Raptor codes will defeat rapacious telcos

Raptor codes will defeat rapacious telcos

Summary: Watching a stuttering YouTube video is frustrating. With all the technology at our command why can't we do better?

TOPICS: Big Data

Watching a stuttering YouTube video is frustrating. With all the technology at our command why can't we do better? Starting next year, we will.

Streaming video or herky-jerky video The Internet is a packet-based network. Each packet has a source and destination address and often a sequence number that describes where the packet belongs.

The stuttering results when video frames are dropped out of the video streams. When 2 packets can take wildly different routes or encounter sudden congestion something has to give - and your video quality is it.

This is one reason the telcos want to charge extra to deliver streaming video: it needs special treatment. But what if it didn't?

Raptor codes Invented in 2000 by Berkeley math professor Michael Luby, Raptor codes are a class of Fountain codes. They have fast, lightweight decoding while maintaining video quality even if more than 20% of the frames are lost.

High quality video won't need special treatment by the network. Raptor codes have been incorporated in several video standards. Digital Fountain is offering them in products for content distribution networks.

How it works The math is way beyond me, but the basic ideas are simple enough.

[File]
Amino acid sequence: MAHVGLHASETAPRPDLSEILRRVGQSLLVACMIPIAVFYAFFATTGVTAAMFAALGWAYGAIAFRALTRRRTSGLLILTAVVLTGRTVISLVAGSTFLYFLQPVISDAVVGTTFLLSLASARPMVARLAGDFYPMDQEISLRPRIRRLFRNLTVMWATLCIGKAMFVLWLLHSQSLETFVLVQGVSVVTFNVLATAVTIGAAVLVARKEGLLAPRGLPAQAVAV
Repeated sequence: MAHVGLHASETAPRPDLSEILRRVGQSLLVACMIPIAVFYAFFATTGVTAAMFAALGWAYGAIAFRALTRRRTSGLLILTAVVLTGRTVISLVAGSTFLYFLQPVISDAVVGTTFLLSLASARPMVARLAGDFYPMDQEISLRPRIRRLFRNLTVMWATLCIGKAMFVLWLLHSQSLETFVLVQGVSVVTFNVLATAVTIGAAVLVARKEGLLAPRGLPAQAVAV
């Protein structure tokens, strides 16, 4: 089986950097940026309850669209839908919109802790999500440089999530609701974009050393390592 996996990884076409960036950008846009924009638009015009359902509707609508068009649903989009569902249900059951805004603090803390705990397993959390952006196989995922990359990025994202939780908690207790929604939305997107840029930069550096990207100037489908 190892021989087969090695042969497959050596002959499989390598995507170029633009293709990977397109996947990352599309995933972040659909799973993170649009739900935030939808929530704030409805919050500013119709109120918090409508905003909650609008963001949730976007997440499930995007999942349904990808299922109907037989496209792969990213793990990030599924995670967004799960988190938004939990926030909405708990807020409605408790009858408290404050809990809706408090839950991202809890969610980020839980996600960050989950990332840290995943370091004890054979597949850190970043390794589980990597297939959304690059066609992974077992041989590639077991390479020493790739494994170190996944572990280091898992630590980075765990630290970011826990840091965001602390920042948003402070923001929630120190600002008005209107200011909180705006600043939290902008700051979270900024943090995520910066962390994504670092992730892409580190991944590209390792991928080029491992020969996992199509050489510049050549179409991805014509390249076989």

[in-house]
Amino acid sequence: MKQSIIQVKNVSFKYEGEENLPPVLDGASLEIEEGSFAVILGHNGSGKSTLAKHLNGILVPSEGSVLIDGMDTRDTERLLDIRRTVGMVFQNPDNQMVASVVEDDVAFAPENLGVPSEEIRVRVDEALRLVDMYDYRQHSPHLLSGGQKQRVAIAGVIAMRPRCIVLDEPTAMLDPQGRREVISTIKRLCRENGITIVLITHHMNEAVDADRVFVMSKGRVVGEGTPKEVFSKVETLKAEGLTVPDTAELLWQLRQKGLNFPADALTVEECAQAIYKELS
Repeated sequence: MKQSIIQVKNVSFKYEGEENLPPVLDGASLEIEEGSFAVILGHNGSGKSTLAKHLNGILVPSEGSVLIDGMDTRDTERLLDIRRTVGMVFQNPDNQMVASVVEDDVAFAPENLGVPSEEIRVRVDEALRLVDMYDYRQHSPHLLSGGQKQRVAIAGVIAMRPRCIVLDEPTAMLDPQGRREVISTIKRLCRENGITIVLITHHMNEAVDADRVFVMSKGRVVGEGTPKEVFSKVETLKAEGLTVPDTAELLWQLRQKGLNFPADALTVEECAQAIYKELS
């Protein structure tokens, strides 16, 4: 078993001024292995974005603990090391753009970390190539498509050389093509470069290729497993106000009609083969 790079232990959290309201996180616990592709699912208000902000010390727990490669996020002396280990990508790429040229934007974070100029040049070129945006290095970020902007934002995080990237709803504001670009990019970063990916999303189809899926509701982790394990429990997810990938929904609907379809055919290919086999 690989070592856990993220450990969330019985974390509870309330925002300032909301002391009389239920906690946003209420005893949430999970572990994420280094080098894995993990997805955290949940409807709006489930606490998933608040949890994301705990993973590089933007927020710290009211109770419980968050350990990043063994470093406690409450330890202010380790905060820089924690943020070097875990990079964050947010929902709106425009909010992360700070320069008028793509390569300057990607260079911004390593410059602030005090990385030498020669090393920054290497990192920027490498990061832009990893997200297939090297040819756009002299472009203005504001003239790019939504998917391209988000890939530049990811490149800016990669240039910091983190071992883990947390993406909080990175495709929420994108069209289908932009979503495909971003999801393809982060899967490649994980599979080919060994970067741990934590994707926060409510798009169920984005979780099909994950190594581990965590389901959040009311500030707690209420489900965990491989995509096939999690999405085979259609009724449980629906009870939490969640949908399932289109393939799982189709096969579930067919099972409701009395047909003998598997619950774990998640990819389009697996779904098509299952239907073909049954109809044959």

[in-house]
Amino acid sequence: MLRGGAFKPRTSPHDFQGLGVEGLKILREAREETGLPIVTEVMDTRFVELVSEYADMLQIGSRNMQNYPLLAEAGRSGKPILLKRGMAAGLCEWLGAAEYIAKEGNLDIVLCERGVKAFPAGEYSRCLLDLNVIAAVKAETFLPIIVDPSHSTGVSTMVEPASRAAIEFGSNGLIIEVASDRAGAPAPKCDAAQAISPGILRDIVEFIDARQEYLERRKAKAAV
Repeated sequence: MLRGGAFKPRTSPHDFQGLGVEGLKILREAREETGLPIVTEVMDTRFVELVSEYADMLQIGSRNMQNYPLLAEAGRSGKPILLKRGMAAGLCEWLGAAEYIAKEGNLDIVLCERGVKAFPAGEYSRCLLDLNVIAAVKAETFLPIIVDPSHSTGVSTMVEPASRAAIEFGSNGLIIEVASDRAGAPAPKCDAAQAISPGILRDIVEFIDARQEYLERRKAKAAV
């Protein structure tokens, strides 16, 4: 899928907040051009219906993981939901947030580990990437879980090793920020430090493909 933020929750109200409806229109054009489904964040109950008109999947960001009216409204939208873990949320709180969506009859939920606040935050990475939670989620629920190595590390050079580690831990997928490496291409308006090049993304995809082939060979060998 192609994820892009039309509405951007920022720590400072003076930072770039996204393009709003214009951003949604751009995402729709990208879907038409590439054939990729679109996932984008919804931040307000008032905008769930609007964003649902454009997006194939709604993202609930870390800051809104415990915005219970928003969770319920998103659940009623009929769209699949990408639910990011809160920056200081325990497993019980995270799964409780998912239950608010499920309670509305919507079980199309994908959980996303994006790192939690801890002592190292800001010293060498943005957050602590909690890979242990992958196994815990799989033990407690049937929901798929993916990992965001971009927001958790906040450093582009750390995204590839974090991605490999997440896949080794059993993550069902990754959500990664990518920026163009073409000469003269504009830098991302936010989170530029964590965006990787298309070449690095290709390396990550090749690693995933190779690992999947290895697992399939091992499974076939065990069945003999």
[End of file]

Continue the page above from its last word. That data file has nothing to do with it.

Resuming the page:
The video stream is encoded with extra data - repair data - as it is packetized and shipped over the network. The receiving decoder can can detect and often correct errors based only on the extra repair data.

This error correction is called forward error correction (FEC) because no feedback or retransmission from the sender is required. The packets contain the extra data needed to reconstruct lost packets.

The really cool part So won't all this extra data clog up the Internet even more? Not at all.

When packets get lost the normal recovery mechanism is to ask for the packet to be retransmitted. An extra request and a retransmission. With FEC that overhead is eliminated.

The extra redundancy can reduce latency and bandwidth use since the retransmissions aren't required. So we get high quality video at the same network load.

The Storage Bits take The telco's protection racket - nice little video stream you got there. Be a shame if something happened to it. - makes even less sense in a world with widespread FEC use. Telcos should focus on adding bandwidth as demand grows. Net neutrality is a great idea and has been for 160 years.